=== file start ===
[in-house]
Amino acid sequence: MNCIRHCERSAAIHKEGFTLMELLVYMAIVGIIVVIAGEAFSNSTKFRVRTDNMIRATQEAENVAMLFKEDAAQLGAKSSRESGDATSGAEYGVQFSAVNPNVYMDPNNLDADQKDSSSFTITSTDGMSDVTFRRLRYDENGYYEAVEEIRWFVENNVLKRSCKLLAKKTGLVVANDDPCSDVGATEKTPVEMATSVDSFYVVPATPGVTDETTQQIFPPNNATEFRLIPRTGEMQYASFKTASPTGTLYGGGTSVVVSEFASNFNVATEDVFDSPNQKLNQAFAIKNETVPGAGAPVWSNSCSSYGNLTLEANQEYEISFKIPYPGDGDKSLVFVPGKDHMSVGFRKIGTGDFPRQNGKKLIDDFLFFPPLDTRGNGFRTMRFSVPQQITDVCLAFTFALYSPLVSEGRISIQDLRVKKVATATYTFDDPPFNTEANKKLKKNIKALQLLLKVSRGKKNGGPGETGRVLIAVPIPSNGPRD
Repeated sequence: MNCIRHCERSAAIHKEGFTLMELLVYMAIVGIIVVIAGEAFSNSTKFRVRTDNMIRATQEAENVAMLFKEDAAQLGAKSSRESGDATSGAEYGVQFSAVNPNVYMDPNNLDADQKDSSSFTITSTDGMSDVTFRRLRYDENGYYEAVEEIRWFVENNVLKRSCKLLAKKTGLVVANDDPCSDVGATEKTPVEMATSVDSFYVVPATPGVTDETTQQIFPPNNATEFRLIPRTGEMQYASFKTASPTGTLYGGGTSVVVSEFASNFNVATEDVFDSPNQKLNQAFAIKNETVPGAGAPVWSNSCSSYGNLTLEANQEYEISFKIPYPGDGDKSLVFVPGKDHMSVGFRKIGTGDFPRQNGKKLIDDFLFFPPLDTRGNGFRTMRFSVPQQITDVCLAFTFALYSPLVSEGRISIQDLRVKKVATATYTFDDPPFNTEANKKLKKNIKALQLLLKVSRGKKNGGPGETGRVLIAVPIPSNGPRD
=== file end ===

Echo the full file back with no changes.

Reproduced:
[in-house]
Amino acid sequence: MNCIRHCERSAAIHKEGFTLMELLVYMAIVGIIVVIAGEAFSNSTKFRVRTDNMIRATQEAENVAMLFKEDAAQLGAKSSRESGDATSGAEYGVQFSAVNPNVYMDPNNLDADQKDSSSFTITSTDGMSDVTFRRLRYDENGYYEAVEEIRWFVENNVLKRSCKLLAKKTGLVVANDDPCSDVGATEKTPVEMATSVDSFYVVPATPGVTDETTQQIFPPNNATEFRLIPRTGEMQYASFKTASPTGTLYGGGTSVVVSEFASNFNVATEDVFDSPNQKLNQAFAIKNETVPGAGAPVWSNSCSSYGNLTLEANQEYEISFKIPYPGDGDKSLVFVPGKDHMSVGFRKIGTGDFPRQNGKKLIDDFLFFPPLDTRGNGFRTMRFSVPQQITDVCLAFTFALYSPLVSEGRISIQDLRVKKVATATYTFDDPPFNTEANKKLKKNIKALQLLLKVSRGKKNGGPGETGRVLIAVPIPSNGPRD
Repeated sequence: MNCIRHCERSAAIHKEGFTLMELLVYMAIVGIIVVIAGEAFSNSTKFRVRTDNMIRATQEAENVAMLFKEDAAQLGAKSSRESGDATSGAEYGVQFSAVNPNVYMDPNNLDADQKDSSSFTITSTDGMSDVTFRRLRYDENGYYEAVEEIRWFVENNVLKRSCKLLAKKTGLVVANDDPCSDVGATEKTPVEMATSVDSFYVVPATPGVTDETTQQIFPPNNATEFRLIPRTGEMQYASFKTASPTGTLYGGGTSVVVSEFASNFNVATEDVFDSPNQKLNQAFAIKNETVPGAGAPVWSNSCSSYGNLTLEANQEYEISFKIPYPGDGDKSLVFVPGKDHMSVGFRKIGTGDFPRQNGKKLIDDFLFFPPLDTRGNGFRTMRFSVPQQITDVCLAFTFALYSPLVSEGRISIQDLRVKKVATATYTFDDPPFNTEANKKLKKNIKALQLLLKVSRGKKNGGPGETGRVLIAVPIPSNGPRD